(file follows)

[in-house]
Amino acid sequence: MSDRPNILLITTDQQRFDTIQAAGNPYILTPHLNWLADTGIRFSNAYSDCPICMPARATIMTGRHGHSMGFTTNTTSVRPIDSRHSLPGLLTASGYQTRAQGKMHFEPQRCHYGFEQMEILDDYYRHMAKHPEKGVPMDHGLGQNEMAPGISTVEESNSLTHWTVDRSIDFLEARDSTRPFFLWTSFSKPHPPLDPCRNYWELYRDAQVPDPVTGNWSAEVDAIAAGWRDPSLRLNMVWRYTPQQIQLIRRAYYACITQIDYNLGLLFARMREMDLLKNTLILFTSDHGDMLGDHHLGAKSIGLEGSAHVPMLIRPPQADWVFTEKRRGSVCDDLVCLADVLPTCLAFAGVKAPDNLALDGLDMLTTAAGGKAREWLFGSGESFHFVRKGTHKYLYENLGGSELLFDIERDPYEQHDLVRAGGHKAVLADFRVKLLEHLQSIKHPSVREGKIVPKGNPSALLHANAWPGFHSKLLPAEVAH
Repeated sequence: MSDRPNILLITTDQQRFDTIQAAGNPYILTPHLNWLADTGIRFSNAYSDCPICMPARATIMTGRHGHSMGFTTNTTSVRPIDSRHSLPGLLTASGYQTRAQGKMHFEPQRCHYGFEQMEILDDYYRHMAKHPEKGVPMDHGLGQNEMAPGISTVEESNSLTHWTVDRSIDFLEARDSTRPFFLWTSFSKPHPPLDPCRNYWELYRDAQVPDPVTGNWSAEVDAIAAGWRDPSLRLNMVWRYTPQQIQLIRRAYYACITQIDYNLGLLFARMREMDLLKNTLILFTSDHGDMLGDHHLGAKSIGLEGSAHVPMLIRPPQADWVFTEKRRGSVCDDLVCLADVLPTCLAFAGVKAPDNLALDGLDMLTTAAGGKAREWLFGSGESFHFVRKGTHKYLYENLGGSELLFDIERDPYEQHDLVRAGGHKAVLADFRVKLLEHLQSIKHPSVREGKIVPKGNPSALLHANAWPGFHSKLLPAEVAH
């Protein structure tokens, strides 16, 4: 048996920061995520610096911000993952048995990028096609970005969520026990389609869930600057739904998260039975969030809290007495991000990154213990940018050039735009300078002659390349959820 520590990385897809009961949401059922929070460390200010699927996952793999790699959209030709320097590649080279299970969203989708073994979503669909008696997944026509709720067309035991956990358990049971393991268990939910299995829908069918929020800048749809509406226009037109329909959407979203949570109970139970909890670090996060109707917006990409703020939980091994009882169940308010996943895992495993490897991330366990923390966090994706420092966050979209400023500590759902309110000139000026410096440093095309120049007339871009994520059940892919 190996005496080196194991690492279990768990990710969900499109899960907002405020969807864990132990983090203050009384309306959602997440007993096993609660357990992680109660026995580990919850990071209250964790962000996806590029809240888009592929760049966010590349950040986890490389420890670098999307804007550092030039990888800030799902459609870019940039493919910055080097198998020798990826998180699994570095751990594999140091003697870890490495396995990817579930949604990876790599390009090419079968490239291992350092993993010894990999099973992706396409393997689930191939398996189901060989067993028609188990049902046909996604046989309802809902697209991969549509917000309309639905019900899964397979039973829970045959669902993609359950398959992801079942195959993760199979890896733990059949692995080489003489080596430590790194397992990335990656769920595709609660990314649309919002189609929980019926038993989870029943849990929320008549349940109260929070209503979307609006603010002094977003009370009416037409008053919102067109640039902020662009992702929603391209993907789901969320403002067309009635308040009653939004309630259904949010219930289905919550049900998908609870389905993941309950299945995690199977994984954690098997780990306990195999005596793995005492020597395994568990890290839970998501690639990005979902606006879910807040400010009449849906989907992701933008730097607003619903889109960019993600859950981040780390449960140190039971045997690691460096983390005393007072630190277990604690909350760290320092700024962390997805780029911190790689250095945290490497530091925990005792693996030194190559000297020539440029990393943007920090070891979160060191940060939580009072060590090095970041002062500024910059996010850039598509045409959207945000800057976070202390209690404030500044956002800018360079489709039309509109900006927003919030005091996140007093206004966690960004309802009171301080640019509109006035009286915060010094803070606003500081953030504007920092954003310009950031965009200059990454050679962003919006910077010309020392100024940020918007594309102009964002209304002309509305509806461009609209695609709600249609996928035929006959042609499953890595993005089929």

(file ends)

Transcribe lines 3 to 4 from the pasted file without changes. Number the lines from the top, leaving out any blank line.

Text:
Repeated sequence: MSDRPNILLITTDQQRFDTIQAAGNPYILTPHLNWLADTGIRFSNAYSDCPICMPARATIMTGRHGHSMGFTTNTTSVRPIDSRHSLPGLLTASGYQTRAQGKMHFEPQRCHYGFEQMEILDDYYRHMAKHPEKGVPMDHGLGQNEMAPGISTVEESNSLTHWTVDRSIDFLEARDSTRPFFLWTSFSKPHPPLDPCRNYWELYRDAQVPDPVTGNWSAEVDAIAAGWRDPSLRLNMVWRYTPQQIQLIRRAYYACITQIDYNLGLLFARMREMDLLKNTLILFTSDHGDMLGDHHLGAKSIGLEGSAHVPMLIRPPQADWVFTEKRRGSVCDDLVCLADVLPTCLAFAGVKAPDNLALDGLDMLTTAAGGKAREWLFGSGESFHFVRKGTHKYLYENLGGSELLFDIERDPYEQHDLVRAGGHKAVLADFRVKLLEHLQSIKHPSVREGKIVPKGNPSALLHANAWPGFHSKLLPAEVAH
């Protein structure tokens, strides 16, 4: 048996920061995520610096911000993952048995990028096609970005969520026990389609869930600057739904998260039975969030809290007495991000990154213990940018050039735009300078002659390349959820 520590990385897809009961949401059922929070460390200010699927996952793999790699959209030709320097590649080279299970969203989708073994979503669909008696997944026509709720067309035991956990358990049971393991268990939910299995829908069918929020800048749809509406226009037109329909959407979203949570109970139970909890670090996060109707917006990409703020939980091994009882169940308010996943895992495993490897991330366990923390966090994706420092966050979209400023500590759902309110000139000026410096440093095309120049007339871009994520059940892919 190996005496080196194991690492279990768990990710969900499109899960907002405020969807864990132990983090203050009384309306959602997440007993096993609660357990992680109660026995580990919850990071209250964790962000996806590029809240888009592929760049966010590349950040986890490389420890670098999307804007550092030039990888800030799902459609870019940039493919910055080097198998020798990826998180699994570095751990594999140091003697870890490495396995990817579930949604990876790599390009090419079968490239291992350092993993010894990999099973992706396409393997689930191939398996189901060989067993028609188990049902046909996604046989309802809902697209991969549509917000309309639905019900899964397979039973829970045959669902993609359950398959992801079942195959993760199979890896733990059949692995080489003489080596430590790194397992990335990656769920595709609660990314649309919002189609929980019926038993989870029943849990929320008549349940109260929070209503979307609006603010002094977003009370009416037409008053919102067109640039902020662009992702929603391209993907789901969320403002067309009635308040009653939004309630259904949010219930289905919550049900998908609870389905993941309950299945995690199977994984954690098997780990306990195999005596793995005492020597395994568990890290839970998501690639990005979902606006879910807040400010009449849906989907992701933008730097607003619903889109960019993600859950981040780390449960140190039971045997690691460096983390005393007072630190277990604690909350760290320092700024962390997805780029911190790689250095945290490497530091925990005792693996030194190559000297020539440029990393943007920090070891979160060191940060939580009072060590090095970041002062500024910059996010850039598509045409959207945000800057976070202390209690404030500044956002800018360079489709039309509109900006927003919030005091996140007093206004966690960004309802009171301080640019509109006035009286915060010094803070606003500081953030504007920092954003310009950031965009200059990454050679962003919006910077010309020392100024940020918007594309102009964002209304002309509305509806461009609209695609709600249609996928035929006959042609499953890595993005089929």